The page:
Mydoom disables SCO website

The internet's most voracious worm ever struck again on Sunday, bringing down a website operated by US software maker SCO Group after infecting more than one million computers worldwide.

    $500,000 award for tip-off on Mydoom creators

    The Mydoom e-mail worm, considered by internet security experts to be the "fastest spreading e-mail worm in history," was primed to attack SCO's website and experts say it will move on to target Microsoft Corporation on Tuesday.

      

    "A large scale denial of service attack has started that has made the company's website www.sco.com completely unavailable," SCO said in a statement.

      

    SCO, which owns the UNIX operating system, said that by midnight (0500 GMT) on Sunday its website was flooded with requests beyond its capacity.

      

    Overwhelming

     

    "This large scale attack, caused by the Mydoom computer virus that is estimated to have infected hundreds of thousands of computers around the world, is now overwhelming the Internet with requests to www.sco.com," said Jeff Carlon, SCO's worldwide director of Information Technology infrastructure.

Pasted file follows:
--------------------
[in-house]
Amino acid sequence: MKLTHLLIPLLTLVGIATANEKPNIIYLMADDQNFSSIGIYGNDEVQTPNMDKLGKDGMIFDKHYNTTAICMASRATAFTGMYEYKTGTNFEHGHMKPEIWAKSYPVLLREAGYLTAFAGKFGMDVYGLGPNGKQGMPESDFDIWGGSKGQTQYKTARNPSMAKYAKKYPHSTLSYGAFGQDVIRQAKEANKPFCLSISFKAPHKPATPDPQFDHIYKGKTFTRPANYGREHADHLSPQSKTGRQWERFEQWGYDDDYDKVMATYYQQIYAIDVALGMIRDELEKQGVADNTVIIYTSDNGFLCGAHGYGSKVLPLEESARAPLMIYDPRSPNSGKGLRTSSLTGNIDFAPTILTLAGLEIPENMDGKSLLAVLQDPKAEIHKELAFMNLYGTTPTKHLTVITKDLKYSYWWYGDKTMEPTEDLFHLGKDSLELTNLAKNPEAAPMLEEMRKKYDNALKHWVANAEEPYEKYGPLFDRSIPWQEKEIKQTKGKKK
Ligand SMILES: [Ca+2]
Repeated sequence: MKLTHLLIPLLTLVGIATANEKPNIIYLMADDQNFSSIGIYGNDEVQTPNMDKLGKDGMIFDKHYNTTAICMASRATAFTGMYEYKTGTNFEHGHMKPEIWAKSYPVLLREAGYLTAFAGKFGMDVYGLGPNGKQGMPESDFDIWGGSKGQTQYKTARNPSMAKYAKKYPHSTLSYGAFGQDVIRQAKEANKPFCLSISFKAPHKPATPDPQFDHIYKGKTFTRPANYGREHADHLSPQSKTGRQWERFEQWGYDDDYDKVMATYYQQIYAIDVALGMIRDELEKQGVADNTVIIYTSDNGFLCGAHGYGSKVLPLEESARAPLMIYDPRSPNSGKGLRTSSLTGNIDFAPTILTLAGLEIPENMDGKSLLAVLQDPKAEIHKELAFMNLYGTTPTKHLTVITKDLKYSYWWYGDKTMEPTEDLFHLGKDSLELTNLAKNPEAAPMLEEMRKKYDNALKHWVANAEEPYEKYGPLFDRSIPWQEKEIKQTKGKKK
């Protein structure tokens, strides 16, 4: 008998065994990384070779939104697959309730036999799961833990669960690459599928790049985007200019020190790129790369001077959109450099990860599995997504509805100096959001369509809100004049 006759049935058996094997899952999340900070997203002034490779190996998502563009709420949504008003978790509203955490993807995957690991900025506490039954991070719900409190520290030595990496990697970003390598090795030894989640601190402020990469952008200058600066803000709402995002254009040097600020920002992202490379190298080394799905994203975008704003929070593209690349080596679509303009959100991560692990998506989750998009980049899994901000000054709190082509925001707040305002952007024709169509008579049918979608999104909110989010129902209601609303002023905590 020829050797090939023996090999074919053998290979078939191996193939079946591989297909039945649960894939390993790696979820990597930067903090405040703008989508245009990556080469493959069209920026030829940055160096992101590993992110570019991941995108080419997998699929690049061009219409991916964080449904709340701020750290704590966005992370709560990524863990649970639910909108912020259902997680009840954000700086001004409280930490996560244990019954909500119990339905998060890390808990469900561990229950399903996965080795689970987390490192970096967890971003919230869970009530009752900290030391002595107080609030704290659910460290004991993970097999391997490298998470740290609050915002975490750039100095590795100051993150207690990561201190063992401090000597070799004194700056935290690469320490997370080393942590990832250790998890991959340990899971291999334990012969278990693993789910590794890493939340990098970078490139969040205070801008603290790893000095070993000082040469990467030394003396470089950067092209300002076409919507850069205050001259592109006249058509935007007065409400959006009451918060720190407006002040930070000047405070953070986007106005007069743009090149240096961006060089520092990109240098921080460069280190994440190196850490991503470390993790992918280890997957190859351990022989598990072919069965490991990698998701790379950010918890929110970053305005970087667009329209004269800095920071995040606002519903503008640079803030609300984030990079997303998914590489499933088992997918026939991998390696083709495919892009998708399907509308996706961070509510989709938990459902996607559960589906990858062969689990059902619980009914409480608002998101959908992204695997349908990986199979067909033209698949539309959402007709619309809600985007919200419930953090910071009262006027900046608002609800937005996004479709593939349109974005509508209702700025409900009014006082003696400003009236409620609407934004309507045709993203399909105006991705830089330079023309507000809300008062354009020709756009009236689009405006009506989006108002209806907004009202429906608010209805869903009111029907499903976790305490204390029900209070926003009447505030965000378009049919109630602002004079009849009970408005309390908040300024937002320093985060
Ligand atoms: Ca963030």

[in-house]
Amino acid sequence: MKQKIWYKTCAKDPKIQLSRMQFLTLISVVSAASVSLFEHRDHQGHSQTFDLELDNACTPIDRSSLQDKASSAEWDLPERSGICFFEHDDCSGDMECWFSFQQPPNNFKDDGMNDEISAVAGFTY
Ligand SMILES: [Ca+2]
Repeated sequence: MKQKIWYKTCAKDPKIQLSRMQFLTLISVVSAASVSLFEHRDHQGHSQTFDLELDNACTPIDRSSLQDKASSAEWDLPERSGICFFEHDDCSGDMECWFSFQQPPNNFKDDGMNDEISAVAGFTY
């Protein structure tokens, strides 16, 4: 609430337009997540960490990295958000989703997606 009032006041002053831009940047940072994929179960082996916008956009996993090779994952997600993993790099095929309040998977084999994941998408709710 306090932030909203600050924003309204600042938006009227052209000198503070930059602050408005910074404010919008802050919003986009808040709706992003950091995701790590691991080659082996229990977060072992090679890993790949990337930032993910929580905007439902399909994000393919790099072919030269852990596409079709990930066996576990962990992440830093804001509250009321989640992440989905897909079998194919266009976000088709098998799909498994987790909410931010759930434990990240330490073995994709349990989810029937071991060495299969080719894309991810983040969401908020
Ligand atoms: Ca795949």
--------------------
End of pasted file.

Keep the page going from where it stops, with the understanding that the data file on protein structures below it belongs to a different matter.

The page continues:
"We have a series of contingency plans to deal with this problem and we will begin communicating those plans on Monday morning," Carlon said.

      

    The variant of the worm attacking SCO, Mydoom.A, is set to become ineffective on 12 February.

     

    "This is the biggest single Distributed Denial of Service (DDoS) attack ever"



    F-Secure,
    anti-virus firm, Finland

    Computer security experts said the Mydoom attack was the biggest they had witnessed.

      

    "This is the biggest single Distributed Denial of Service (DDoS) attack ever," the Finnish anti-virus firm F-Secure said.

      

    "We estimate the total amount of infected computers to be over one million," F-Secure said. The security group had described Mydoom as the "fastest spreading e-mail worm in history."

     

    Fears

      

    Experts fear the super bug could receive a boost on Monday morning as thousands of computer users, particularly in the United States, switch on their office computers after the weekend break.

      

    The Mydoom worm has left hundreds of thousands of computers vulnerable to hackers, spammers and other cyberspace outlaws and its economic fallout has been estimated at $26.1 billion so far, according to the British security firm mi2g.

      

    Meanwhile, Microsoft is bracing for an attack by a variant of the virus called Mydoom.B, which is due to target Microsoft's corporate website on Tuesday at 1309 GMT.

      

    Mydoom.B is set to be deactivated on 1 March.

      

    The hunt for the creators of the virus has so far proved fruitless although suspicion is centering on Russia, where Mydoom first appeared.

      

    Microsoft and SCO have offered a $500,000 reward for information leading to the arrest and prosecution of Mydoom's authors.

    SOURCE: AFP


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